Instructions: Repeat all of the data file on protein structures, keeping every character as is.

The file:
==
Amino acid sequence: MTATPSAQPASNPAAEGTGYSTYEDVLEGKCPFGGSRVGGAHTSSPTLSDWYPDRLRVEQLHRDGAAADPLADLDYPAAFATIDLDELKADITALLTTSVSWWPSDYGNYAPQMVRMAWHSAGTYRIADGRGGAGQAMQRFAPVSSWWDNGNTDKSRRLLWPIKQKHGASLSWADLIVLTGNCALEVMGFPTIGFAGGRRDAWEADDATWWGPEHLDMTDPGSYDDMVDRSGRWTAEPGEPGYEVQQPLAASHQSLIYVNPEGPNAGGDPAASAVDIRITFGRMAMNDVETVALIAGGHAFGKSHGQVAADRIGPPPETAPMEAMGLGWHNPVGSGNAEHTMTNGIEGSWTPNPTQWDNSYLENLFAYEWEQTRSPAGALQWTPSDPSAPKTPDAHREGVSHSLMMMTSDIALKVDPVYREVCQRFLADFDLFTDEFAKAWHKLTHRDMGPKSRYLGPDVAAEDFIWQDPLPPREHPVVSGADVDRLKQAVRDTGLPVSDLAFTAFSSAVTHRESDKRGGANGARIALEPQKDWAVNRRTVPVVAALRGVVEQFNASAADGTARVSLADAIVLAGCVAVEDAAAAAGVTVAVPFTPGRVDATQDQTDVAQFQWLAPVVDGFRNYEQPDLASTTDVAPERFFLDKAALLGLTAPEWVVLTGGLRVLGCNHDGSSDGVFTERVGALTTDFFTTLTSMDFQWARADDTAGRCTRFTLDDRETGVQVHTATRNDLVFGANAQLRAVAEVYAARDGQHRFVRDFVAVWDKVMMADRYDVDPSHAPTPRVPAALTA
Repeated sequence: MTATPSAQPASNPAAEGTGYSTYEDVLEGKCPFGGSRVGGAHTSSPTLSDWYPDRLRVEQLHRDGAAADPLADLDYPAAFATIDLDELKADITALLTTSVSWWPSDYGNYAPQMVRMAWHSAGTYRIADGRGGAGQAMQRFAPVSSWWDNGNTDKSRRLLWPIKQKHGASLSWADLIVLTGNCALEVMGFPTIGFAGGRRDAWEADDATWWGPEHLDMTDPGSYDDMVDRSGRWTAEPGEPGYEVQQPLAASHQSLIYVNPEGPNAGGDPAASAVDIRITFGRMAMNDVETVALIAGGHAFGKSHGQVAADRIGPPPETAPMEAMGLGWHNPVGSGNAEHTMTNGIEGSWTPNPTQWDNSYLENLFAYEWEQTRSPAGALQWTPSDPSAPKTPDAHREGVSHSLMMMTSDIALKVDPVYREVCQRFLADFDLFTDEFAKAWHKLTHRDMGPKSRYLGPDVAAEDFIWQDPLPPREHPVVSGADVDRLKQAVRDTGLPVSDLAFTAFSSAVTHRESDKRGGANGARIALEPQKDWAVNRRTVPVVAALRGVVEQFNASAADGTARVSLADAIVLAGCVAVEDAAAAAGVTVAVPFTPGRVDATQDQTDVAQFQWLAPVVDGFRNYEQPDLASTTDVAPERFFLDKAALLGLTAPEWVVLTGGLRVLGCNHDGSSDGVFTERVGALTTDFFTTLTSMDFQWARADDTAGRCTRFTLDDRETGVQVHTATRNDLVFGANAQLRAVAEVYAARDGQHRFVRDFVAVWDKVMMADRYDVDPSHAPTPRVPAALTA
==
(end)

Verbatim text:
Amino acid sequence: MTATPSAQPASNPAAEGTGYSTYEDVLEGKCPFGGSRVGGAHTSSPTLSDWYPDRLRVEQLHRDGAAADPLADLDYPAAFATIDLDELKADITALLTTSVSWWPSDYGNYAPQMVRMAWHSAGTYRIADGRGGAGQAMQRFAPVSSWWDNGNTDKSRRLLWPIKQKHGASLSWADLIVLTGNCALEVMGFPTIGFAGGRRDAWEADDATWWGPEHLDMTDPGSYDDMVDRSGRWTAEPGEPGYEVQQPLAASHQSLIYVNPEGPNAGGDPAASAVDIRITFGRMAMNDVETVALIAGGHAFGKSHGQVAADRIGPPPETAPMEAMGLGWHNPVGSGNAEHTMTNGIEGSWTPNPTQWDNSYLENLFAYEWEQTRSPAGALQWTPSDPSAPKTPDAHREGVSHSLMMMTSDIALKVDPVYREVCQRFLADFDLFTDEFAKAWHKLTHRDMGPKSRYLGPDVAAEDFIWQDPLPPREHPVVSGADVDRLKQAVRDTGLPVSDLAFTAFSSAVTHRESDKRGGANGARIALEPQKDWAVNRRTVPVVAALRGVVEQFNASAADGTARVSLADAIVLAGCVAVEDAAAAAGVTVAVPFTPGRVDATQDQTDVAQFQWLAPVVDGFRNYEQPDLASTTDVAPERFFLDKAALLGLTAPEWVVLTGGLRVLGCNHDGSSDGVFTERVGALTTDFFTTLTSMDFQWARADDTAGRCTRFTLDDRETGVQVHTATRNDLVFGANAQLRAVAEVYAARDGQHRFVRDFVAVWDKVMMADRYDVDPSHAPTPRVPAALTA
Repeated sequence: MTATPSAQPASNPAAEGTGYSTYEDVLEGKCPFGGSRVGGAHTSSPTLSDWYPDRLRVEQLHRDGAAADPLADLDYPAAFATIDLDELKADITALLTTSVSWWPSDYGNYAPQMVRMAWHSAGTYRIADGRGGAGQAMQRFAPVSSWWDNGNTDKSRRLLWPIKQKHGASLSWADLIVLTGNCALEVMGFPTIGFAGGRRDAWEADDATWWGPEHLDMTDPGSYDDMVDRSGRWTAEPGEPGYEVQQPLAASHQSLIYVNPEGPNAGGDPAASAVDIRITFGRMAMNDVETVALIAGGHAFGKSHGQVAADRIGPPPETAPMEAMGLGWHNPVGSGNAEHTMTNGIEGSWTPNPTQWDNSYLENLFAYEWEQTRSPAGALQWTPSDPSAPKTPDAHREGVSHSLMMMTSDIALKVDPVYREVCQRFLADFDLFTDEFAKAWHKLTHRDMGPKSRYLGPDVAAEDFIWQDPLPPREHPVVSGADVDRLKQAVRDTGLPVSDLAFTAFSSAVTHRESDKRGGANGARIALEPQKDWAVNRRTVPVVAALRGVVEQFNASAADGTARVSLADAIVLAGCVAVEDAAAAAGVTVAVPFTPGRVDATQDQTDVAQFQWLAPVVDGFRNYEQPDLASTTDVAPERFFLDKAALLGLTAPEWVVLTGGLRVLGCNHDGSSDGVFTERVGALTTDFFTTLTSMDFQWARADDTAGRCTRFTLDDRETGVQVHTATRNDLVFGANAQLRAVAEVYAARDGQHRFVRDFVAVWDKVMMADRYDVDPSHAPTPRVPAALTA